The results of the process of reforming the Catholic Church in Germany, which concluded on Saturday, have drawn mixed reactions. The two organizers, the German Bishops' Conference (DBK) and the Central Committee of German Catholics (ZdK), drew a predominantly positive conclusion. "The synodal path worked - despite all the crunch and all the prophecies of doom," said DBK chairman Georg Bätzing on Saturday after the conclusion of the fifth and last synodal assembly in Frankfurt/Main. "We haven't been able to decide everything yet, but the course has been set."
Irme Stetter-Karp, the President of the ZdK, the representative of lay people, was a little more cautious. The synodal path has led to a new culture of discussion, she praised. However, the following also applies: "We have not managed to really change the structure of the Catholic Church in Germany. Three and a half years were not enough." Therefore, in the next three years, a synodal committee is to prepare a synodal council in which clergy and laity will continue to make decisions together in the future. One problem, however, is that the Vatican has so far rejected such a body.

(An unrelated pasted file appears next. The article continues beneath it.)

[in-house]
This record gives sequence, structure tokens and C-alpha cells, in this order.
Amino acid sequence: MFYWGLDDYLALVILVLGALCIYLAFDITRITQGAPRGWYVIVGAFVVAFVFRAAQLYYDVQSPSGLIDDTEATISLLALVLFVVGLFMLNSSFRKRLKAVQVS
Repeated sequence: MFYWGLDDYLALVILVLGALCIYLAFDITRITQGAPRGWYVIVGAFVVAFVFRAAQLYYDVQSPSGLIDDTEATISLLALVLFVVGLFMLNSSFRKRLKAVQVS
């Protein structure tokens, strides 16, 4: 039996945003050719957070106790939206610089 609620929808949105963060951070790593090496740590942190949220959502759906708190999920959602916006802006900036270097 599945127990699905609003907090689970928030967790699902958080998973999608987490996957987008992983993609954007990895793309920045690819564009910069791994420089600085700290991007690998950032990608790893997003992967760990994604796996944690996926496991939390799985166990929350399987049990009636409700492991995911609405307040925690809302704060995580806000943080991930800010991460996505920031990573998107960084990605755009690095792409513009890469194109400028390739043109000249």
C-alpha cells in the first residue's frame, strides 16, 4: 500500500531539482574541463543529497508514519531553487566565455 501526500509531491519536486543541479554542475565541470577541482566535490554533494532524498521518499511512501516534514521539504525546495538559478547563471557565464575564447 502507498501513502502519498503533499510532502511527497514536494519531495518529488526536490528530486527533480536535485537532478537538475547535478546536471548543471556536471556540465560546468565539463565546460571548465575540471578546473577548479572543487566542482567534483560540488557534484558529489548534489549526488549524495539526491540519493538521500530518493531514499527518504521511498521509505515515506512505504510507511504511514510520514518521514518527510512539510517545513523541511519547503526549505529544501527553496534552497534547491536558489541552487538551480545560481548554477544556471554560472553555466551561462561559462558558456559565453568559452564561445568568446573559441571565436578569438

The reform movement "We are Church" evaluated the result as a "decisive step towards a synodal church worldwide". Despite all the disappointments, it is a "worldwide exemplary process" that must continue. Despite repeated attempts to slow down the Vatican and the Pope, the synodal path passed its baptism of fire.
Maria Flachsbarth, the President of the Catholic German Women's Federation (KDFB), particularly highlighted the acceptance of the text "Women in sacramental offices" as a success. "This will open the door to the diaconate a little more for women," said the former member of the Bundestag and State Secretary.
Podschun: Hopes of many young people disappointed
The Federation of German Catholic Youth (BDKJ) drew a mixed conclusion. Federal Chairman Gregor Podschun emphasized that the resolutions on blessing celebrations for homosexual couples, on gender diversity and on strengthening women in sacramental ministries are important steps. "The synodal path has moved something, but it has failed at its core." The hopes of many young people in particular for real change have been disappointed. "Unfortunately, discriminatory structures are deliberately maintained," criticized Podschun.
The theologian Daniel Bogner told the German Press Agency that, on the whole, the reform process had only brought "small steps". Ultimately, the synodal assembly shied away from creating mechanisms for the binding and permanent participation of all believers in decision-making processes. "The start of the exit from the monarchist understood office in the Catholic Church, which does not provide for any separation of powers and their control, has failed - and with an announcement."